‘I’m standing my ground’: Métis president vows to continue pipeline protest in northern Alberta

A handful of protestors have vowed to continue to block access roads to prevent crews from entering the construction site of a TransCanada natural gas pipeline near Chard in northern Alberta, a protest that has now stretched into its fifth day.

President of the Chard Métis Society, Raoul Montgrand, said despite undertaking consultations with First Nations in the region, the company had not allayed his fears of the pipeline’s route or its impact on his community’s “traditional way of life.”

The society represents about 158 community members.

According to TransCanada’s website, the proposed 20-kilometre Kettle River Lateral Loop will cross Christina River, about 100 km southeast of Fort McMurray.

ngtl2017-kettle-rive-map-lrg“All I want is my consultation rights,” Montgrand said during an interview from the protest site Monday.

Up to a dozen protesters have shown up at the site daily and RCMP have attended the scene which has remained peaceful.

“They are going to lay pipe across the Christina River,” said Montgrand. “We’ve lived right next door to it all our life and it’s our only water resource we have.

“They want to put in a pipeline not even five kilometres from our home. That’s too close for comfort.”


John Cardinal, an elder from Chipewyan Prairie Dene First Nation, leads a peaceful prayer with Raoul Montgrand (left) and other supporters at the White Rabbit Camp at kilometre 225 on Highway 881. The group is protesting the construction of a TransCanada natural gas pipeline across the Christina River near Chard. Montgrand has been blocking workers from the site since Jan. 18, 2017. Photo: Joey Podubny Joey Podlubny

During National Energy Board (NEB) hearings two years ago, the Chard Métis voiced their concerns the project, in particular the river crossing, would have “an adverse impact on Chard Métis members’ continuous and ongoing exercise of activities, practices, traditions, and customs significantly related to the lands at issue.”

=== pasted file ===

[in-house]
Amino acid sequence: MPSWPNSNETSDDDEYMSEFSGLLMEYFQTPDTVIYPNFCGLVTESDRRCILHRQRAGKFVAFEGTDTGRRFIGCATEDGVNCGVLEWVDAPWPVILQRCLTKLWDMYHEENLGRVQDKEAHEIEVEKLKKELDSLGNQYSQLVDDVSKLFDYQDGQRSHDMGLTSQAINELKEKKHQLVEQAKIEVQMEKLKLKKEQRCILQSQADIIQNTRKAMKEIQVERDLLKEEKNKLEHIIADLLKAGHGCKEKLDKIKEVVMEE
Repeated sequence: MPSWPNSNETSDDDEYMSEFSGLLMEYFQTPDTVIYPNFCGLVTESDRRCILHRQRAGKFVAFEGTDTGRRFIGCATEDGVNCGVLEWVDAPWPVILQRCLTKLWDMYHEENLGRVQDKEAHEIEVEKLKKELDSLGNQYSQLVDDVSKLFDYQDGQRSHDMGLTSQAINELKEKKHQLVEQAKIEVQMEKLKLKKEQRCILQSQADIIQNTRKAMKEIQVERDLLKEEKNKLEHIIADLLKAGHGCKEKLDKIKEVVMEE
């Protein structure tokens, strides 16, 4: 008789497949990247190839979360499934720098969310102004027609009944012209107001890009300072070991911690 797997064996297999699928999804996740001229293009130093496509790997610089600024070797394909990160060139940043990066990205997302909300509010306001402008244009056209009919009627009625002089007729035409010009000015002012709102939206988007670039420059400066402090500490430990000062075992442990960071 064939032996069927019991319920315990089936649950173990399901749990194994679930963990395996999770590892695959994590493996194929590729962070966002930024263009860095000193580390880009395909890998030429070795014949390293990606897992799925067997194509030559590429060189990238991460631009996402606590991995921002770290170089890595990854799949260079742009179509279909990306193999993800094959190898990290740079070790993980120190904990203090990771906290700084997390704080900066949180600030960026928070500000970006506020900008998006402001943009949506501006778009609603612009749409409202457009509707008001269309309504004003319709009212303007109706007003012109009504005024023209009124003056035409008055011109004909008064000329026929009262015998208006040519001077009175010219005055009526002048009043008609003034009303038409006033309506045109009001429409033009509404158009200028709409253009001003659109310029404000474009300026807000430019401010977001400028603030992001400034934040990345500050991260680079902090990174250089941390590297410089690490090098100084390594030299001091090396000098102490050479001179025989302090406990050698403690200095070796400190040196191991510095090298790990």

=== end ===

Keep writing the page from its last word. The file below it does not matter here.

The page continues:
The group argued the project “would have cumulative adverse impacts and that it is no longer able to hunt, fish, gather or practice its traditional way of life as it used to.”

Chard Métis asked to be on site to monitor construction and watercourse crossings, something Montgrand said was not happening.

The project was formally approved by the federal government on Oct. 31, 2016, and last Friday, TransCanada received the NEB green light to start construction on rights-of-way.

TransCanada spokesman Shawn Howard said the federal government reviewed and approved the NEB recommendations for the project and determined the Crown had “adequately consulted with affected indigenous and Metis communities.”

“The National Energy Board reviewed our project plans and determined that the project did not have significant environmental or wildlife impacts,” he said.

“As with all our projects, we engage with indigenous communities through our regulatory process to understand project-specific impacts and concerns that relate to aboriginal and treaty rights in traditional territory.

“We take a community-driven engagement approach throughout the project – including trying to find business opportunities for indigenous communities.”

But that’s not good enough for Montgrand who said he plans to continue the protest to protect a way of life.

“I’m standing my ground,” he said.

“We live on this land. This is our backyard.

“This is not just for me, this is for everybody across Alberta and across Canada.”

Howard said TransCanada respected the right of people to share their views on their projects, “as long as their activities do not create safety issues for the public, our employees, contractors or themselves.”

“We understand that the Chard Metis have raised some questions regarding this project, and we are listening to them and will continue to engage in constructive discussions with them about this project – as we have done for quite some time,” he said.



Posted on January 23, 2017, in Oil & Gas and tagged , , , , . Bookmark the permalink. 2 Comments.

  1. That is it folks, we are officially done. They only ever intended to kill those that fought back. We did not win because we are still here. We lost because we have become pacified losers who want to share our feelings of hurt. They don’t give a shit about us and our feelings. The day Palestinians stop shooting settlers in the face is the day the last free Palestinian dies.

    We indigenous get to go to work for a European settler, if we are lucky. We buy their clothing, eat their shitty food, making us fat and diabetic. We go home and watch TV, about rich settler millennials that never work. If we are lucky, we make enough money to put on some traditional regalia and go to a Tribe Called Red concert and pretend we are winning. Kill the NDN in the child is good enough for them. Good enough for you?

  2. White lies matter in Metis Nation; in Matey Nation (ahoy there!) they don’t!

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